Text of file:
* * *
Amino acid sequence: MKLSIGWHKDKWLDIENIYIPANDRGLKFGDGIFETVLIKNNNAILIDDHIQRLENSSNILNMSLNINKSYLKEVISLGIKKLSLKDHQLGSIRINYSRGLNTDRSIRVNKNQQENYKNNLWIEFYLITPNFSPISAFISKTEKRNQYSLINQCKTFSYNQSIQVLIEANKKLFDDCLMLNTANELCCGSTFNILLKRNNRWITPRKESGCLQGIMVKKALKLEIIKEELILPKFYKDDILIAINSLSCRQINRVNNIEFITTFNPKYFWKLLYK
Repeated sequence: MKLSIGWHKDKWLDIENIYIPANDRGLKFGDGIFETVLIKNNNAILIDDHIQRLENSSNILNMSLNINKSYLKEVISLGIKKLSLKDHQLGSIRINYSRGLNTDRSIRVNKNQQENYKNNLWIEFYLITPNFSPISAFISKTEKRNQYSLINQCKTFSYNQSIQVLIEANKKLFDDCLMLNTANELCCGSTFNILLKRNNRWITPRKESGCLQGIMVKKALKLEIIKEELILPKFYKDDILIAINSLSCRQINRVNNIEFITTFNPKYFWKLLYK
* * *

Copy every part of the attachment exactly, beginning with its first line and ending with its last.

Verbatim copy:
Amino acid sequence: MKLSIGWHKDKWLDIENIYIPANDRGLKFGDGIFETVLIKNNNAILIDDHIQRLENSSNILNMSLNINKSYLKEVISLGIKKLSLKDHQLGSIRINYSRGLNTDRSIRVNKNQQENYKNNLWIEFYLITPNFSPISAFISKTEKRNQYSLINQCKTFSYNQSIQVLIEANKKLFDDCLMLNTANELCCGSTFNILLKRNNRWITPRKESGCLQGIMVKKALKLEIIKEELILPKFYKDDILIAINSLSCRQINRVNNIEFITTFNPKYFWKLLYK
Repeated sequence: MKLSIGWHKDKWLDIENIYIPANDRGLKFGDGIFETVLIKNNNAILIDDHIQRLENSSNILNMSLNINKSYLKEVISLGIKKLSLKDHQLGSIRINYSRGLNTDRSIRVNKNQQENYKNNLWIEFYLITPNFSPISAFISKTEKRNQYSLINQCKTFSYNQSIQVLIEANKKLFDDCLMLNTANELCCGSTFNILLKRNNRWITPRKESGCLQGIMVKKALKLEIIKEELILPKFYKDDILIAINSLSCRQINRVNNIEFITTFNPKYFWKLLYK